It can be hard to avoid feeling defensive when someone criticizes or challenges you. Self-preservation has deep roots in the human brain. But there is a difference between your performance and your identity. You may make mistakes, but you are not your mistakes. You may feel negative emotions about making a mistake, but you are not your emotions. Learn from those emotions, but don’t let them drive you.
To practice non-defensiveness, view feedback as a gift. Regardless of someone’s motivations for giving you feedback, their input always provides an opportunity to learn more about yourself. We all have blind spots, and there is usually at least a grain of truth in others’ feedback. So, when someone offers feedback, take a breath. Resist the temptation to defend your behavior to them or preserve your self-esteem by making excuses in your head. When you hear feedback, ask yourself, “What can I learn from what I am hearing?”
The fourth learning agility practice is to experiment. Many of us, especially high achievers, tend to be impatient. When dealing with a problem, we often choose the first or most obvious solution rather than considering whether it is indeed the optimal course. So, for each problem you face, make time to try out various new approaches. Also, encourage yourself and others to experiment with “wild and crazy” ideas. Experimenting with several options may seem inefficient or time-consuming, but it allows you to discover new ways of doing things that can produce better results in the long term. When facing a challenge ask yourself:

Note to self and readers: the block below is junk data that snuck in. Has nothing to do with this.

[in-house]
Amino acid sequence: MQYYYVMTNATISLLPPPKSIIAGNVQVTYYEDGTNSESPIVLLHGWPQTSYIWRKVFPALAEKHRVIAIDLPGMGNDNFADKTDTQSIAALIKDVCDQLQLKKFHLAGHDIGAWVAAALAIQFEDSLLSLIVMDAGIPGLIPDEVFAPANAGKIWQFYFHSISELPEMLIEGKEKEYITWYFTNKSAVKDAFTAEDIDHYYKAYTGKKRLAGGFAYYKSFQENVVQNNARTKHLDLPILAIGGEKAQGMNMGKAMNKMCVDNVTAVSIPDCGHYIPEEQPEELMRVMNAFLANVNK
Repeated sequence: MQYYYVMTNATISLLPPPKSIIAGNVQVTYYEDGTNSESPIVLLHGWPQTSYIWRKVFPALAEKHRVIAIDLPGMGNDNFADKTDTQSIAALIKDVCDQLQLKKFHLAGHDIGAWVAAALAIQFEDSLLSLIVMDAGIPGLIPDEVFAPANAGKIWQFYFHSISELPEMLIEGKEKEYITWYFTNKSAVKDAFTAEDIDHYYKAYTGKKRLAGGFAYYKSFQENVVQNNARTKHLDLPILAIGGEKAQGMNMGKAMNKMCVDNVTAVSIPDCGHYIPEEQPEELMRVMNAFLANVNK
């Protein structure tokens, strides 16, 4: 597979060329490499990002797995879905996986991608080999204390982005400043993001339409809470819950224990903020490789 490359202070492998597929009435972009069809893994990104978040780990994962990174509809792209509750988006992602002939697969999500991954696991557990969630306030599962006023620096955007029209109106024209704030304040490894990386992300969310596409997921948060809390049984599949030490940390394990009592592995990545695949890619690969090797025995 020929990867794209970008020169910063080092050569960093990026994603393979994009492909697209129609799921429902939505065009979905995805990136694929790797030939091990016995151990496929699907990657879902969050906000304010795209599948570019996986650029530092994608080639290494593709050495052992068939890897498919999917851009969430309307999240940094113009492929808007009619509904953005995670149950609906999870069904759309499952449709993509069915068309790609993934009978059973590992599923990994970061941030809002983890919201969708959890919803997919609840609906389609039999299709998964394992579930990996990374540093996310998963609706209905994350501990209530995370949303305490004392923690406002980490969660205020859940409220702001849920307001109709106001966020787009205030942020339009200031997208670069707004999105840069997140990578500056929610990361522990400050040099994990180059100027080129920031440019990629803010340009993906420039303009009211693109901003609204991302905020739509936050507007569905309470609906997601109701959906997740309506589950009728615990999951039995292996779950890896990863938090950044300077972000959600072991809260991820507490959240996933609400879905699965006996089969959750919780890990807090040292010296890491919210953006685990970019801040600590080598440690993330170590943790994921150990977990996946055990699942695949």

- How would I usually deal with a situation like this? What are the drawbacks to adopting the usual approach?
- What could be keeping me from trying a new approach to this situation?
- How could I overcome the constraints holding me back from experimenting with some new approaches?
- What two or three new ideas could I try out to deal with this situation?
Cultivate Learning Agility in Those You Lead
Strengthening your own learning agility is no doubt important. But as with all leadership essentials, you are also responsible for encouraging learning agility in those around you. Fostering a culture of learning in the team or organization you lead amplifies the positive impact of learning under challenging circumstances. Ask yourself:
- What kind of learning opportunities do I currently offer to members of my team or organization?
- What opportunities could I provide to encourage others to strengthen their learning agility?
Many leaders hang their hats on being experts when it comes to effective leadership. In most organizational settings, people who know a lot are rewarded for their expertise through promotions, bonuses, or the satisfaction of knowing that they have superstar reputations. But in today’s VUCA world (volatile, uncertain, complex, and ambiguous,) expertise has an alarmingly short half-life. In the face of unprecedented challenges—whether organizational or societal—leadership will increasingly depend not on what leaders know but on what leaders do when they don’t know what to do
Written by Chuck Wachendorfer, co-author with Doug Lennick of DON’T WAIT FOR SOMEONE ELSE TO FIX IT.